The goal of this study was to explore how national (Chinese) culture influences knowledge sharing in virtual communities of practice at a large U.S.-based multinational organization. The study involved qualitative interviews with the company's employees in China, and managers who are involved in managing knowledge-sharing initiatives. The study findings suggest that the influence of the national culture could be less pronounced in online knowledge sharing than what the literature has suggested. Although Chinese employees' tendency to draw sharp distinctions between in-groups and out-groups, as well as the modesty requirements were barriers to knowledge sharing online, the issue of saving face was less important than expected, and attention paid to power and hierarchy seemed to be less critical than what the literature indicated. A surprising finding was that despite widely assumed collectivistic nature of the Chinese culture, the high degree of competitiveness among employees and job security concerns seemed to override the collectivistic tendencies and resulted in knowledge hoarding. The reasons for these unexpected findings could be associated with differences between face-to-face and online knowledge sharing environments, the influence of the company's organizational culture, and the recent rapid changes of the overall Chinese cultural patterns.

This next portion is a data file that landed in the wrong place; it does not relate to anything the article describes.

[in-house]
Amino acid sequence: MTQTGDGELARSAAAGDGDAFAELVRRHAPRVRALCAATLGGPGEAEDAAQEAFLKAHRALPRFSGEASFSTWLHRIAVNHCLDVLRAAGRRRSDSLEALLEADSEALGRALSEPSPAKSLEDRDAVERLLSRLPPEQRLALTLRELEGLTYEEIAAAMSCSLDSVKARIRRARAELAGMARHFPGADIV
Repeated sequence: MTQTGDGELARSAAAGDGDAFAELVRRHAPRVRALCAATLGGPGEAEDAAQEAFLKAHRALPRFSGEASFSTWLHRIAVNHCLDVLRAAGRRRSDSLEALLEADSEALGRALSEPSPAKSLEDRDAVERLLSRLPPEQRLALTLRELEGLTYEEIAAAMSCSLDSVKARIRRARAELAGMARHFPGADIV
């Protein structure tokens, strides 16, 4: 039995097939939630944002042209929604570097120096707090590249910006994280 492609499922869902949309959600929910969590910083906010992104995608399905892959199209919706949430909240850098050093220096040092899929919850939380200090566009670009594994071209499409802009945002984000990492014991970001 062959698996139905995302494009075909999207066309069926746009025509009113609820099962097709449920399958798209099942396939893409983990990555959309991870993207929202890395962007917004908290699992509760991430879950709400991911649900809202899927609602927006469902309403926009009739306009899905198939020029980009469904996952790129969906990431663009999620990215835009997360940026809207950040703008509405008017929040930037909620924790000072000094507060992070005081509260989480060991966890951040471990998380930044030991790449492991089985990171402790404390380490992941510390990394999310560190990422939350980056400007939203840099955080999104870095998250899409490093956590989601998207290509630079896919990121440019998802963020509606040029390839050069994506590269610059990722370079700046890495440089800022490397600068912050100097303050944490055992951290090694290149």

|Original language||English (US)|
|Title of host publication||Knowledge Management, Organizational Memory and Transfer Behavior|
|Subtitle of host publication||Global Approaches and Advancements|
|Number of pages||15|
|State||Published - Dec 1 2008|